1982 New Zealand
New Zealand Neville Crichton
Holden VH Commodore
1983 New Zealand Denny Hulme
New Zealand
Holden VH Commodore
1984 New Zealand
New Zealand
BMW 635 CSi H. Kent Baigent
1985 New Zealand Neville Crichton
New Zealand
BMW 635 CSi Report
1986 Australia John Harvey
New Zealand
Holden VK Commodore SS Group A Holden Dealer Team
19871 Australia Larry Perkins
New Zealand Denny Hulme
Holden VK Commodore SS Group A Perkins Engineering
Italy Gianfranco Brancatelli
Australia Allan Grice
BMW M3 Mark Petch Motorsport
1988 Australia Andrew Miedecke
United Kingdom Steve Soper
Ford Sierra RS500 Miedecke Motorsport
1989 Australia Dick Johnson
Australia John Bowe
Ford Sierra RS500 Dick Johnson Racing
1990 Australia Peter Brock
Australia Andrew Miedecke
Ford Sierra RS500 Mobil 1 Racing
1991 New Zealand Jim Richards
Australia Mark Skaife
Nissan Skyline R32 GT-R Gibson Motorsport
1992 Italy Emanuele Pirro
Germany Joachim Winkelhock
BMW M3 Evolution Schnitzer Motorsport
1993 New Zealand Paul Radisich
Australia Glenn Seton
Ford Mondeo Si Rousesport
1994 United Kingdom Julian Bailey Toyota Corona Toyota New Zealand
1995

2011
Not held
2012 New Zealand Greg Murphy
Australia Jack Perkins
Holden VE Commodore M3 Racing
2013 New Zealand Scott McLaughlin
Australia James Moffat
Holden VE Commodore Scott McLaughlin Racing
2014 New Zealand Simon Evans
New Zealand Shane van Gisbergen
Holden VE Commodore
2015

2018
Not held
500 miles
2019 New Zealand
New Zealand
Toyota MR2
2020 New Zealand
New Zealand
New Zealand
Honda Integra
Notes
  • ^1 – Two separate events were held in 1987.

Multiple winners

By driver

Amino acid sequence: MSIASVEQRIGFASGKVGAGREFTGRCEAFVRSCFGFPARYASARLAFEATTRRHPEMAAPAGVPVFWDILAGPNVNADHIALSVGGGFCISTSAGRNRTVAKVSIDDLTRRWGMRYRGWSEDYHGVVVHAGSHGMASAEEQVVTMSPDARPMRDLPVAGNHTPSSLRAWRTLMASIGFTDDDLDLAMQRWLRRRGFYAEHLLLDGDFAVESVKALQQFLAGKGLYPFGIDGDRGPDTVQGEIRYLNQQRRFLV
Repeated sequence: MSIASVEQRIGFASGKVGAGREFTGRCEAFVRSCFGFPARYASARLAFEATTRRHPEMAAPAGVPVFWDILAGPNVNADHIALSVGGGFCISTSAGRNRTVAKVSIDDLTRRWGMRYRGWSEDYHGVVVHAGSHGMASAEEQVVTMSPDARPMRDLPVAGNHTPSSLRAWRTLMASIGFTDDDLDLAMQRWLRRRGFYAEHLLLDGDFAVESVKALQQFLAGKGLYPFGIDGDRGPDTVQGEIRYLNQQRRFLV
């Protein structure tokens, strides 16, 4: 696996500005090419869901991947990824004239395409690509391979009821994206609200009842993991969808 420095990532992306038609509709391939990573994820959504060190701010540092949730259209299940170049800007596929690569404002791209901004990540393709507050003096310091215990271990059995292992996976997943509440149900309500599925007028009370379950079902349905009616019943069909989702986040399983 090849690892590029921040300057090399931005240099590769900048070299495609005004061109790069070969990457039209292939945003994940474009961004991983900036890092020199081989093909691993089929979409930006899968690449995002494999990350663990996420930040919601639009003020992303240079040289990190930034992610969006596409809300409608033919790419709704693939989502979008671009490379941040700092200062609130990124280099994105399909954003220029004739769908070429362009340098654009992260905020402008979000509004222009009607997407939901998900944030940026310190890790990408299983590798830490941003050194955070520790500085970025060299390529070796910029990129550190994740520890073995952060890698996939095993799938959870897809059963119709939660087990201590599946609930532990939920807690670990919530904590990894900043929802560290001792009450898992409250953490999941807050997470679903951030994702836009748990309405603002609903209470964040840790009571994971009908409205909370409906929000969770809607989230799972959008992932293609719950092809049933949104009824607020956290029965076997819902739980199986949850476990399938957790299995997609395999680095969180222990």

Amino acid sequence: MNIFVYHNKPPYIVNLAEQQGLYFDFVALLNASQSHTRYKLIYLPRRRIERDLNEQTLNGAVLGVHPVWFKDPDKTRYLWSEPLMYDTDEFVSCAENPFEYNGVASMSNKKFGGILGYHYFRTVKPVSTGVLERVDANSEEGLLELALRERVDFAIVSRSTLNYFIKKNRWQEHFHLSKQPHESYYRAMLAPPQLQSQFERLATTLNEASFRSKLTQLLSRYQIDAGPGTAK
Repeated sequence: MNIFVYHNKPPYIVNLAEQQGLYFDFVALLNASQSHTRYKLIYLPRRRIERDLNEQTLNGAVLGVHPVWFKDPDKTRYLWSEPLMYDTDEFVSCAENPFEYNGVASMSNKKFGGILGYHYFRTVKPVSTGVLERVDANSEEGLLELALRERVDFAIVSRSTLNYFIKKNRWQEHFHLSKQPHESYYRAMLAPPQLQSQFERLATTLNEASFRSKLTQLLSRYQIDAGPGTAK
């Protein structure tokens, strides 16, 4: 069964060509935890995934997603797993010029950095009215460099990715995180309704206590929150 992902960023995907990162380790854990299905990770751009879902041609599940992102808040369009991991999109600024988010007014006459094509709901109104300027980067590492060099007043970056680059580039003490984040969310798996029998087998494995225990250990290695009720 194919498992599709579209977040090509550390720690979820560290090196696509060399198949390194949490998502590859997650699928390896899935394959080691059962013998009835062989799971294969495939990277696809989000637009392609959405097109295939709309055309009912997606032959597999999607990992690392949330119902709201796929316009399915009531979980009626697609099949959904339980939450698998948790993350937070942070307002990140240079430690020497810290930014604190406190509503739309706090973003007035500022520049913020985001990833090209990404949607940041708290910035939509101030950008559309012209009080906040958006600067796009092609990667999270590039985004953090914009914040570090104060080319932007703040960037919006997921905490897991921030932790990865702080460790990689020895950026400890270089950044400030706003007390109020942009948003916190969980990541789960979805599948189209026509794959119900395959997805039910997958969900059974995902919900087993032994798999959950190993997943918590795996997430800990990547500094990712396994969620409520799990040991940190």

Wins Driver Years
7 New Zealand 1968, 1969, 1970, 1971, 1975, 1977, 1981
5 New Zealand 1965, 1972, 1973, 1979, 1980
4 New Zealand 1974, 1978, 1982, 1985
New Zealand 1967, 1969, 1970, 1977
3 New Zealand Jim Richards 1972, 1973, 1991
New Zealand 1967, 1975, 1981
2 New Zealand 1963, 1966
New Zealand 1963, 1966
New Zealand 1971, 1976
New Zealand 1979, 1980
Australia 1984, 1986
New Zealand Neville Crichton 1982, 1985
New Zealand Denny Hulme 1983, 1987
Australia Andrew Miedecke 1988, 1990

By manufacturer

Wins Manufacturer
9 Chrysler
8 Holden
6 Ford
4 BMW
3 Jaguar
2 Vauxhall
Toyota

Event sponsors

See also

References

  1. ^ a b Stock, Mike (21 May 2011). "From the rack to the track". The New Zealand Herald. Retrieved 23 July 2021.
  2. ^ Richards, Gerard (20 September 2015). "Winding back the clock to remember the Benson and Hedges 500/1000". The Motorhood. Retrieved 23 July 2021.
  3. ^ a b Holmes, Steve (22 October 2013). "The Roaring Season - Photos: The Allan Cameron Collection - Part 2". www.theroaringseason.com. Retrieved 23 July 2021.
  4. ^ Bartholomaeus, Stefan (1 November 2018). "Flashback: Supercars' first NZ adventure". Supercars. Retrieved 23 July 2021.
  5. ^ "V8 SuperTourers' International 500 moves to Pukekohe | Scoop News". Scoop (website). 10 April 2012. Retrieved 23 July 2021.
  6. ^ Sail, Doug (22 October 2020). "Leonard/Sprague combination back as Timaru racers emulate dad and grandad at Pukekohe". Stuff.co.nz. Retrieved 24 July 2021.